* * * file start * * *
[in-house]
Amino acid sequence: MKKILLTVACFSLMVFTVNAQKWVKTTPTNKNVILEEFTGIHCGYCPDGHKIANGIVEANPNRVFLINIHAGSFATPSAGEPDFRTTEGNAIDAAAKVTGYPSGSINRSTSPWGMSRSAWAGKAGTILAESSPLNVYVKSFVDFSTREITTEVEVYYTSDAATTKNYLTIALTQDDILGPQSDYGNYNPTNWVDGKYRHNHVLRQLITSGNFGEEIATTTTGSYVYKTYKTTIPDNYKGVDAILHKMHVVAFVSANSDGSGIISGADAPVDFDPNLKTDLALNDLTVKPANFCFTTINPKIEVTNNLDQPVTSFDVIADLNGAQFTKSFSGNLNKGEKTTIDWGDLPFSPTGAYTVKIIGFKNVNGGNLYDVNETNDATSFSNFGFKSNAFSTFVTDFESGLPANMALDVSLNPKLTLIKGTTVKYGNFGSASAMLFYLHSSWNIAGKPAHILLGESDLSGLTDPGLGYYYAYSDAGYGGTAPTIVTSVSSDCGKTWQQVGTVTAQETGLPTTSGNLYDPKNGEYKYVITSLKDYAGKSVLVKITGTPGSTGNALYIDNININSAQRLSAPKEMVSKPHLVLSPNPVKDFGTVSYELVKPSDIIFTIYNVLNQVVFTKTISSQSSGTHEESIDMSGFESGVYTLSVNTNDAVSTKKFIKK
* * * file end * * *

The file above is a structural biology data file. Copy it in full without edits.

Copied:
[in-house]
Amino acid sequence: MKKILLTVACFSLMVFTVNAQKWVKTTPTNKNVILEEFTGIHCGYCPDGHKIANGIVEANPNRVFLINIHAGSFATPSAGEPDFRTTEGNAIDAAAKVTGYPSGSINRSTSPWGMSRSAWAGKAGTILAESSPLNVYVKSFVDFSTREITTEVEVYYTSDAATTKNYLTIALTQDDILGPQSDYGNYNPTNWVDGKYRHNHVLRQLITSGNFGEEIATTTTGSYVYKTYKTTIPDNYKGVDAILHKMHVVAFVSANSDGSGIISGADAPVDFDPNLKTDLALNDLTVKPANFCFTTINPKIEVTNNLDQPVTSFDVIADLNGAQFTKSFSGNLNKGEKTTIDWGDLPFSPTGAYTVKIIGFKNVNGGNLYDVNETNDATSFSNFGFKSNAFSTFVTDFESGLPANMALDVSLNPKLTLIKGTTVKYGNFGSASAMLFYLHSSWNIAGKPAHILLGESDLSGLTDPGLGYYYAYSDAGYGGTAPTIVTSVSSDCGKTWQQVGTVTAQETGLPTTSGNLYDPKNGEYKYVITSLKDYAGKSVLVKITGTPGSTGNALYIDNININSAQRLSAPKEMVSKPHLVLSPNPVKDFGTVSYELVKPSDIIFTIYNVLNQVVFTKTISSQSSGTHEESIDMSGFESGVYTLSVNTNDAVSTKKFIKK